3 years ago

Deficit irrigation provokes more pronounced responses of maize photosynthesis and water productivity to elevated CO2

It is very significant to study the impact of deficit irrigation on crop growth and water use under the future scenarios with elevated CO2 concentrations and reduced water availability. This study investigated the growth and yield differences of maize grown in a phytotron in response to elevated CO2 concentrations under different irrigation treatments. Two irrigation treatments were carried out: regular irrigation (RI) and deficit irrigation (DI), in which the irrigation amounts were respectively 100 and 70% of evapotranspiration (ET), with four CO2 concentrations (400, 550, 700, and 900μmolmol−1). Thus eight treatments, i.e. RI400, RI550, RI700, RI900, DI400, DI550, DI700, and DI900 were included in this study. Results show that, the relative reductions of stomatal conductance (gs ) and transpiration rate (Tr ) in response to elevated CO2 concentrations were higher under DI than RI, thus causing leaf temperature (Tleaf ) rose higher under DI due to the transpiration cooling effect. As photosynthetic rate (Pn ) and its physiological process were positively correlated with Tleaf , the relative increases of Pn and the resulting maximum leaf area index (LAImax ), total dry matter weight (TDW), and grain yield (GY) react to elevated CO2 concentrations were higher under DI than RI, as well as the leaf water use efficiency (WUEL ) and water productivity (WP). The DI900 treatment in which the irrigation amount was reduced by 30% only decreased the TDW and GY by 7 and 5% when compared with RI900. The variation of GY was consistent with the variation of kernels per ear (KPE), but was not directly related to hundred-grain weight (HGW). The above results show that when atmospheric CO2 concentrations rise in the future, deficit irrigation would be an effective way of saving water and would not only have a mitigating effect on water crises, but would also contribute to improving WP, which is more important in terms of actual production.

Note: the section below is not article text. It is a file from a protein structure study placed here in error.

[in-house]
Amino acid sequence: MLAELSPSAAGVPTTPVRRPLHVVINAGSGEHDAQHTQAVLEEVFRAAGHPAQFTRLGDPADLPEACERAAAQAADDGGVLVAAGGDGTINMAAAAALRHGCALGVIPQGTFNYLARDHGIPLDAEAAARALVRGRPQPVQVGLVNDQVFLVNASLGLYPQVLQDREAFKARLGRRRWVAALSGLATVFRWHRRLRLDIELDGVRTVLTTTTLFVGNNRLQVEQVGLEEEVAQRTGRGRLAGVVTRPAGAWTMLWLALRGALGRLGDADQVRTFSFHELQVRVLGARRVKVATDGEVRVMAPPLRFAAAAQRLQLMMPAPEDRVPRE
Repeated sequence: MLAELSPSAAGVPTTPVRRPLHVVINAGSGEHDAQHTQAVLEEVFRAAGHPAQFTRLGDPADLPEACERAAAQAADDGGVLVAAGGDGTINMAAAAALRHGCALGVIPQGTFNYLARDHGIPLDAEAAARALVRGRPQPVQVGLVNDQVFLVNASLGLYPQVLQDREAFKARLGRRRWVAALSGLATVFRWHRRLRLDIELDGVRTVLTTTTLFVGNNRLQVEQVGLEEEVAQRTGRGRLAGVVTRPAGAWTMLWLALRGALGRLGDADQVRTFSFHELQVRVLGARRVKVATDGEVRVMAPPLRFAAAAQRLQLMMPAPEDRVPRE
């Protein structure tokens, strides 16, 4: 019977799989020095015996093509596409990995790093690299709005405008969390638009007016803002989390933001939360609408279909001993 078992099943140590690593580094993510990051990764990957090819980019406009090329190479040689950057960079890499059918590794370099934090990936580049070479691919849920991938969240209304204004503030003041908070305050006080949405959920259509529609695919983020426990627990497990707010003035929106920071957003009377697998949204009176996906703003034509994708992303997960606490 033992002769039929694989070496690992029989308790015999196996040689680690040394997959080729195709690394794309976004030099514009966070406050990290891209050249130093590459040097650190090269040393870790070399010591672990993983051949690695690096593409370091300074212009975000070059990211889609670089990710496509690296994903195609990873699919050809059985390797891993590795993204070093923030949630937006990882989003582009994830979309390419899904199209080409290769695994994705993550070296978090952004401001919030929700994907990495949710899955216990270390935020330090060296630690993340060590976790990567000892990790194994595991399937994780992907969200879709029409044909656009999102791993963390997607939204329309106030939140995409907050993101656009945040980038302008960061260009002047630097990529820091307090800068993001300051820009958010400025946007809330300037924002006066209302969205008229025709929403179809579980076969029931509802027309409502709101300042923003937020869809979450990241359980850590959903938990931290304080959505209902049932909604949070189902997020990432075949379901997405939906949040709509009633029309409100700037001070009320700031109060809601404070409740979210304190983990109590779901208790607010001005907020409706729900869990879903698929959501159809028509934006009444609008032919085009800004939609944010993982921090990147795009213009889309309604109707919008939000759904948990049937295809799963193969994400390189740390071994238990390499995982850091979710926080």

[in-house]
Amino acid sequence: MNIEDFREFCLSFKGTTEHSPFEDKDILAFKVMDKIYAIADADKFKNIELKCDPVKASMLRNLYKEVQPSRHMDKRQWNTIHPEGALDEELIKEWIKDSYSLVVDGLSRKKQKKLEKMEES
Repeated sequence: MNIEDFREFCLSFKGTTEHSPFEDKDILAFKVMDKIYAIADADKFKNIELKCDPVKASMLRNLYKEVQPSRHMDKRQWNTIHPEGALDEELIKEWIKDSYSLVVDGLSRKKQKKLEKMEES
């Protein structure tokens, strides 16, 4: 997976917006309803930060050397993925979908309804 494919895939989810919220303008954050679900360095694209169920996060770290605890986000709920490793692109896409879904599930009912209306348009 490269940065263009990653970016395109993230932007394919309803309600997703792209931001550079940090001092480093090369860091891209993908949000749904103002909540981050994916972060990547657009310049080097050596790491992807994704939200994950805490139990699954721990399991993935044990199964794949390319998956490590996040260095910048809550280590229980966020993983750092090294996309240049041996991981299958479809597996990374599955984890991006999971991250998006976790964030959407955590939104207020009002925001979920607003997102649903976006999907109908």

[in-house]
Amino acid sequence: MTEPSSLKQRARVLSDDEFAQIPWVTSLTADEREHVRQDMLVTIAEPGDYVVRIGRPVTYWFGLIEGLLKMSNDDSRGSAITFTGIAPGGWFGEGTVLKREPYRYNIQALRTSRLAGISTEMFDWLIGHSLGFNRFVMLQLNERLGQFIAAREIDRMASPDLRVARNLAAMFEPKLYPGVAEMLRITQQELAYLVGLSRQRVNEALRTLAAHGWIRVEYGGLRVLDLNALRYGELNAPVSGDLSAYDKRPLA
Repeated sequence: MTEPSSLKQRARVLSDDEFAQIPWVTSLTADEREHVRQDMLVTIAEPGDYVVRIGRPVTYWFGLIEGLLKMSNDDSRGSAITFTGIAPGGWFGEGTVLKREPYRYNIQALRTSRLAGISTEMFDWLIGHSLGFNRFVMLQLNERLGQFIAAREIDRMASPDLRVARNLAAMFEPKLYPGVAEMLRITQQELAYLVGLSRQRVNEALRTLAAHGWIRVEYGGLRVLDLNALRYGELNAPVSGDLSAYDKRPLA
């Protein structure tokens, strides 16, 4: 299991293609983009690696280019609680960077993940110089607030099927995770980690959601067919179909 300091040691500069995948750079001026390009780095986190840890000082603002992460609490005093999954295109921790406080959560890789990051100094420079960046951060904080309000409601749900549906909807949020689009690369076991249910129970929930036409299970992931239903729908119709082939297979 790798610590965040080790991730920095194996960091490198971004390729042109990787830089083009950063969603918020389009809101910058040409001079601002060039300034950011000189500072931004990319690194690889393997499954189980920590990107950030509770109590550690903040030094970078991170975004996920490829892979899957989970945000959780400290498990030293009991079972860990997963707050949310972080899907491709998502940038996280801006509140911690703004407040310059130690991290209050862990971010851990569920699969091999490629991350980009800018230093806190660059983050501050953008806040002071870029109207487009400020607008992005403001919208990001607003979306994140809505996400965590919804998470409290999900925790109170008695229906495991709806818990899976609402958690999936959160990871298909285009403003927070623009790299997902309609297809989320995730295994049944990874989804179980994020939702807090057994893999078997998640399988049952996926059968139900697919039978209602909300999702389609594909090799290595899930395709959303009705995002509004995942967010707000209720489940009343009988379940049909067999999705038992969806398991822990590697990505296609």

Publisher URL: www.sciencedirect.com/science

DOI: S0378377417303128

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